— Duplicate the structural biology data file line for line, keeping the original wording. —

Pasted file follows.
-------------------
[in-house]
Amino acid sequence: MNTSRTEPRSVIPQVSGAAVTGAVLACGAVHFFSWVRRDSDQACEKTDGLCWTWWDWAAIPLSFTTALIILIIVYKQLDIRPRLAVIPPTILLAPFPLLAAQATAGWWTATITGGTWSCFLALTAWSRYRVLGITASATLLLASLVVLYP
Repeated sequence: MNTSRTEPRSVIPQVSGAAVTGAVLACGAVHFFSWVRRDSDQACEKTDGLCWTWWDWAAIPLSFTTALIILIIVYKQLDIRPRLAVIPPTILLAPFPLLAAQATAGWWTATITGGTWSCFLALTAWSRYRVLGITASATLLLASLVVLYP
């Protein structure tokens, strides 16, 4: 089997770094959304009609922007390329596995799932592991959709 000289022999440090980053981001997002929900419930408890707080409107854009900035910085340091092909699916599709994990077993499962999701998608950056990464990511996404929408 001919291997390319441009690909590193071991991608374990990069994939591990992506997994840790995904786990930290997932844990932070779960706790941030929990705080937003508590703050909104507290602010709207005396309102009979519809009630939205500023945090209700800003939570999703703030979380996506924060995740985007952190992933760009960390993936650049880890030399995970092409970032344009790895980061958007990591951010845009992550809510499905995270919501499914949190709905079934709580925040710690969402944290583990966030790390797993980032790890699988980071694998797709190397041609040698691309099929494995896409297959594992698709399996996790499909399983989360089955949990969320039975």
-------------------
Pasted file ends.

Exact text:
[in-house]
Amino acid sequence: MNTSRTEPRSVIPQVSGAAVTGAVLACGAVHFFSWVRRDSDQACEKTDGLCWTWWDWAAIPLSFTTALIILIIVYKQLDIRPRLAVIPPTILLAPFPLLAAQATAGWWTATITGGTWSCFLALTAWSRYRVLGITASATLLLASLVVLYP
Repeated sequence: MNTSRTEPRSVIPQVSGAAVTGAVLACGAVHFFSWVRRDSDQACEKTDGLCWTWWDWAAIPLSFTTALIILIIVYKQLDIRPRLAVIPPTILLAPFPLLAAQATAGWWTATITGGTWSCFLALTAWSRYRVLGITASATLLLASLVVLYP
């Protein structure tokens, strides 16, 4: 089997770094959304009609922007390329596995799932592991959709 000289022999440090980053981001997002929900419930408890707080409107854009900035910085340091092909699916599709994990077993499962999701998608950056990464990511996404929408 001919291997390319441009690909590193071991991608374990990069994939591990992506997994840790995904786990930290997932844990932070779960706790941030929990705080937003508590703050909104507290602010709207005396309102009979519809009630939205500023945090209700800003939570999703703030979380996506924060995740985007952190992933760009960390993936650049880890030399995970092409970032344009790895980061958007990591951010845009992550809510499905995270919501499914949190709905079934709580925040710690969402944290583990966030790390797993980032790890699988980071694998797709190397041609040698691309099929494995896409297959594992698709399996996790499909399983989360089955949990969320039975």